- Performance benchmarks – the average number of likes, comments, and saves per post, average followers
- Customer pain points
- New content ideas
- Heads up on what to avoid on social media – content with the most dislikes or negative comments
Make competitor analysis a part of your social media audit as it will give you a ballpark for comparisons and benchmarking. For instance, if you’re just starting out, this can give you insights on what KPIs to set, what numbers to expect over a period of time or what type of content you should publish more. Or if you have been stagnating on social media, this analysis gives you a run down on what you need to do to move the needle.
3. Define the objectives of your social media strategy
You may have created a social media account for leads, but your objectives must be more specific. Not having clear social media goals is like shooting an arrow in the dark. You never know what you’re aiming for.
Your strategy depends on your goals and it can be different for each goal. For example, if you want more sales, you need to find the bottom-of-the-funnel content and target people who’re ready to buy. But if you want to increase brand awareness, you’ll post more informative content and target new audiences.
Define clear objectives in the spreadsheet. Here are some examples of social media goals:
- Increase brand awareness
- Discover new audience insights
- Generate more leads
- Build an engaged community
- Grow website traffic
- Increase brand’s reach
We recommend using the SMART goal-setting framework. This ensures that your social media goals remain streamlined and realistic, making them more achievable over a period of time.
4. Create a list of your social media profiles
We’re all guilty of creating and forgetting about the number of accounts we make on social media. While channels like Facebook, Twitter, LinkedIn, Instagram and similar stay on top of our minds, smaller platforms that trend for a short period, often take a backseat. Even though teams don’t actively use them, your presence on the platforms does get indexed by the search engines and contribute to your overall social media performance.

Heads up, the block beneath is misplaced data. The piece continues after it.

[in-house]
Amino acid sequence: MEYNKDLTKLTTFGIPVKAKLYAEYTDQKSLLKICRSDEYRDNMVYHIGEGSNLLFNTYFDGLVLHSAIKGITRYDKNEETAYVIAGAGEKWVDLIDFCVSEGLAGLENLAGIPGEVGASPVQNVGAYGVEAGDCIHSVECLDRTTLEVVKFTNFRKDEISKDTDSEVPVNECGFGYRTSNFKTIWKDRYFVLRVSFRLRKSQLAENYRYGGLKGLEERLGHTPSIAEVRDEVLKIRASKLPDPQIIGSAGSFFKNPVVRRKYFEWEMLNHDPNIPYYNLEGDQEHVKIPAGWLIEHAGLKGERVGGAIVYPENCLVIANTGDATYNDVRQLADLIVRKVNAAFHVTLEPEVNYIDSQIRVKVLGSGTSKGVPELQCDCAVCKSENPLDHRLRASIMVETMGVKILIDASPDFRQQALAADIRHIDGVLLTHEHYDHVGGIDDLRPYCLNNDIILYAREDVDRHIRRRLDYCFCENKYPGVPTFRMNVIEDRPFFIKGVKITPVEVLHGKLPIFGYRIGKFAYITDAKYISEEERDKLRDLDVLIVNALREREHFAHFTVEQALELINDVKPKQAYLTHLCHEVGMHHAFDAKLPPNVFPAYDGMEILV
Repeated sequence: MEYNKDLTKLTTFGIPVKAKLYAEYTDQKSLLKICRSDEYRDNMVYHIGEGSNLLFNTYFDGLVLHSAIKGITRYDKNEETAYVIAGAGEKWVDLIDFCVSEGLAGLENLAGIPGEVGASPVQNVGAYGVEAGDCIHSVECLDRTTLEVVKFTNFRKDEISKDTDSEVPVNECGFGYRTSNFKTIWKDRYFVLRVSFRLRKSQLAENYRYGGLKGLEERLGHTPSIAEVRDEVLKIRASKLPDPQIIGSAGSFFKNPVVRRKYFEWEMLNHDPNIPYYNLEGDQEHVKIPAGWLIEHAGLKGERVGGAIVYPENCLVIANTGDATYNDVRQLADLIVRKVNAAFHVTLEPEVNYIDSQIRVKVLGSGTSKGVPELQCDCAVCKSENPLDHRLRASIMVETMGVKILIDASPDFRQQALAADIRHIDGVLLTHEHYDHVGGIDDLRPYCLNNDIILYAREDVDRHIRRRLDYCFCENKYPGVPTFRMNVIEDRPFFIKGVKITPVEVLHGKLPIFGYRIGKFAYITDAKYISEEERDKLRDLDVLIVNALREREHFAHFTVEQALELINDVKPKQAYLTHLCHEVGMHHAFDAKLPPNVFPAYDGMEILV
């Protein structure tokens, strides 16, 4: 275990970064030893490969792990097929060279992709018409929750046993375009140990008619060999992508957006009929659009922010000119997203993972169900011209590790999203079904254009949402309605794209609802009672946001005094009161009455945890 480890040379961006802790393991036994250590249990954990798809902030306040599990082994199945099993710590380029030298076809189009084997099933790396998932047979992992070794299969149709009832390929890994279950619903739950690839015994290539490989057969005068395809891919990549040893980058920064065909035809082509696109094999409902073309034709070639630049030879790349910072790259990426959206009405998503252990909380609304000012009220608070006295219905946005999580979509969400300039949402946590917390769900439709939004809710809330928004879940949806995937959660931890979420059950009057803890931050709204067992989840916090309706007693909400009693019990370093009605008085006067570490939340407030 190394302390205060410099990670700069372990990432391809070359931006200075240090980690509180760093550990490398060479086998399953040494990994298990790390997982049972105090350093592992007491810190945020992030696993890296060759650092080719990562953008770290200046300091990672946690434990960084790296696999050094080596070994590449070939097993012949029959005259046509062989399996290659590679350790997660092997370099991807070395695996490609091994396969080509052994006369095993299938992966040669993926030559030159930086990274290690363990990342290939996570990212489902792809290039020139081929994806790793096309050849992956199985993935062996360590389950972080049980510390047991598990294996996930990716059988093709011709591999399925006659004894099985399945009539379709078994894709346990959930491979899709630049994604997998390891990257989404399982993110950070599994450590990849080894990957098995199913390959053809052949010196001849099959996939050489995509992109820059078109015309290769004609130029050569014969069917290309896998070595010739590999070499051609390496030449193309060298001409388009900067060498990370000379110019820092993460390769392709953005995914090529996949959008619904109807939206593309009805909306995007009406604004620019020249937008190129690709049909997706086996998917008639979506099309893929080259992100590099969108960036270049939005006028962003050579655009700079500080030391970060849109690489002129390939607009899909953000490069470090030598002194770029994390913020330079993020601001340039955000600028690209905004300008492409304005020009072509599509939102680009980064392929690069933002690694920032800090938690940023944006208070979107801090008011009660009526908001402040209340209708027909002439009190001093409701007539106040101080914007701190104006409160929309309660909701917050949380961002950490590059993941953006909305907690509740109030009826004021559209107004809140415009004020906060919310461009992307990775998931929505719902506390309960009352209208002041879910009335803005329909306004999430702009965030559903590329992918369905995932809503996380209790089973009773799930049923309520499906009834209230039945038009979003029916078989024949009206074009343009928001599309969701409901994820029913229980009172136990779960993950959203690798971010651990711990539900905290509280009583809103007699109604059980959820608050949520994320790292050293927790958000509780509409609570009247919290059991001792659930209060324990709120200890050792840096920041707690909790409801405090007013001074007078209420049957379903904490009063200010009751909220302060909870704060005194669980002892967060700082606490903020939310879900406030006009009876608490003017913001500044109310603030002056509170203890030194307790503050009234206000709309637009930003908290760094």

Create a list of all your social media accounts and take note of when you signed up on them. Also take notes on why you may have signed up on the account, the potential it has, the effort it will require for reviving the channel, what segment of your target audience is present on it and at what position does it fall in the order of priority to achieve your business goals and objectives.
5. Evaluate the consistency in branding
Consistent branding makes your company recognizable across all social media channels – this includes your tone of voice, type of content you post, color palette, and visual identity, amongst other parameters. It is what sets you apart from your competitors on the noisiest of channels.
When you use similar branding throughout your marketing channels, the audience recognizes you fast and trusts you more.
68% of respondents in Marq’s brand consistency report said that brand consistency contributed 10-20% to their overall revenue. For instance, We make sure the colours and tonality used on our website are replicated across all our social media profiles for consistency:
Here are tips to ensure consistent branding for your business on social media platforms:
- Create a social media branding style guide: Include colours, fonts, logo, voice, and icons in your style guide. Use these in all social media graphics to maintain consistency.
- Create and communicate your brand value: Share your brand value as posts and stories, and tag people who are involved in the story to invoke a sense of community. You get more shares and mentions this way.
- Use social media templates: Templates help you stick to a format. It comes in handy when you’re creating and scheduling posts in bulk. Create different templates for stories and posts – text or image-based. Add the core content to your pre-set template, and you’re good to go.
- Repurpose Content: Repurpose valuable content to reach more audiences. For example, repurpose tweets into Instagram posts or newsletters with your branding style guide. Convert data points and statistics into infographics. Use tools like Mailchimp’s creative assistant to automatically pick a logo, colors, and font from your website to create personalized infographics.
- Organize your visual assets in one place: Your media team will naturally avoid adding visuals. Store your logos, product images, infographics, and color palettes in one place. It can be a google drive folder or an asset management tool. Provide access to all your team members so they quickly pull out any visual element to use in a content piece.
Pro tip: You can also use image analytics to audit which of your branded images drives the most active engagement and positive campaign performance. Read more about it here.
6. Identify relevant metrics
If you still think only follower count is the measure of your success on social media, it’s time to rethink your KPIs. With algorithm changes across all key social media platforms, it is the interactions and audience engagement that counts the most. Here are some of the numbers we recommend adding to your social media audit metrics:
- Number of mentions
- Referral traffic
- Click through rate